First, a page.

2. Touch on how special and unique you are. As we get older, we try to morph ourselves into being like others so that we fit in. Instead, explore how brave it is to shine your light and stand out in a crowd instead of simply trying to fit in. Allow yourself to wax nostalgic on your uniqueness. What sets you apart from others.
  3. Since you are writing yourself a valentine with the intent on loving yourself more, next we’re going to compliment you. Now, this may feel like a slippery slope, but choose to compliment a part of yourself you may struggle with loving right now. For example, if you are struggling with body image, write about how much you love your chubby legs because they allow you to explore cool places. Or how delightful your unruly hair is, that it makes you feel wild and untamed and alive.
  4. Remind yourself of a forgotten belief. What if you allowed yourself to believe in guardian angels, imaginary friends, or fairy helpers? Or how about reminding yourself that changes were an adventure, not something to fear?
  5. Close your valentine love letter with the reminder that you are so loved in this world.

After you write the love letter, read it back to the person you are today.

What if you were to believe every word you wrote, see yourself as a beloved, and to choose to love every part of yourself as it is, right now?

Access the inner wisdom and loving heart of that child. Welcome yourself as a beloved child of God, who is deserving of compassion and grace.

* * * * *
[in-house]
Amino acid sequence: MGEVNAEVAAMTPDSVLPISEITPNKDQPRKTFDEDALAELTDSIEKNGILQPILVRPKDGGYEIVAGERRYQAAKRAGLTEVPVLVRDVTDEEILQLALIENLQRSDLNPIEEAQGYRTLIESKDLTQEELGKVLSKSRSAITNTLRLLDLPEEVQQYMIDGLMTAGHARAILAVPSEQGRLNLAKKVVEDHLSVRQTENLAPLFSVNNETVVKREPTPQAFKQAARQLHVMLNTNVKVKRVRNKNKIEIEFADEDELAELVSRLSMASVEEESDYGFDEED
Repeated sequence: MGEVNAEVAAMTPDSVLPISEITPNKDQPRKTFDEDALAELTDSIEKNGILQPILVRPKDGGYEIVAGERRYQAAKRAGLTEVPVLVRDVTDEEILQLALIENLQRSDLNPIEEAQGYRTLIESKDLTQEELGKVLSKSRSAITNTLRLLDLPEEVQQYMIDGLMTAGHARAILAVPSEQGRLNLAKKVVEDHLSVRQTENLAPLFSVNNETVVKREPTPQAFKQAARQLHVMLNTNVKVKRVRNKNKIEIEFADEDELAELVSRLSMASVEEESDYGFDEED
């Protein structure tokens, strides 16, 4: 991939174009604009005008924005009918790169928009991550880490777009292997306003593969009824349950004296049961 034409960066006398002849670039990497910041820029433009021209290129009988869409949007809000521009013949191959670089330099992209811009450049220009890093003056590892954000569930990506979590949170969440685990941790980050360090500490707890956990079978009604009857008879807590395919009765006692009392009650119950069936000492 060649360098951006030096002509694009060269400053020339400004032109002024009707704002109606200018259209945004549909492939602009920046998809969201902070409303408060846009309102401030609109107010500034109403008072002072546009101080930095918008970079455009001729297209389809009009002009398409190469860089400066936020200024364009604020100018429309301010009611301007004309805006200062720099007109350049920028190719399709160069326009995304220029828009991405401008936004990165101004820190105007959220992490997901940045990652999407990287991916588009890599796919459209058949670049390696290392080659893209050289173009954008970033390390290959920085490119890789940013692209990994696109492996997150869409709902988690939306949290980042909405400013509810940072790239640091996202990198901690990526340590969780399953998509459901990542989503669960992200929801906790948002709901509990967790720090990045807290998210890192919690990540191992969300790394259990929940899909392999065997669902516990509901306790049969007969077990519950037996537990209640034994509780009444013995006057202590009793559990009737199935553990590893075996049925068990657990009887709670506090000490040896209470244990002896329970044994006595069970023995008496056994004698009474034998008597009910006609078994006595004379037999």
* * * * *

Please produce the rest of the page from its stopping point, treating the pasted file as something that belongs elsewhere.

Figuring out how to heal a broken heart while also learning to love yourself is not always the easiest thing to do.

I do not deny that you may bear some of life’s inevitable battle-scars, but you can honor the beautiful voyage you’ve been on by seeing the beauty rather than the tragedies.

When you make the decision to own your story and allow the act of writing a love letter to different versions of yourself, you open the door to not just healing but loving yourself and your life even more deeply.


Darling, it’s time to invite the bright, curious, and fearless child inside of you to shine. And anytime you’re ready to access her inner wisdom, all you need is a pen and paper.

You can write yourself a love letter as a path to healing other scars and honoring yourself and your story.

So, whenever you feel heartbroken, you can go through this process time and again by deciding to write yourself a valentine to different versions of yourself.

Let the preschooler write a letter to the current version of you. Comfort the high school version of yourself with a love letter from the older and wiser you.

You deserve to live a life that’s full of love, grace, and compassion.


RELATED: 10 Things You're Doing Because You're Finally Starting To Love Yourself

Debra Smouse is a life coach and author who has been published in Time, Huffington Post, MSN, Psychology Today, and more. She believes in following your desires even when your life is already awesome. For more of her self love content, follow her on Twitter.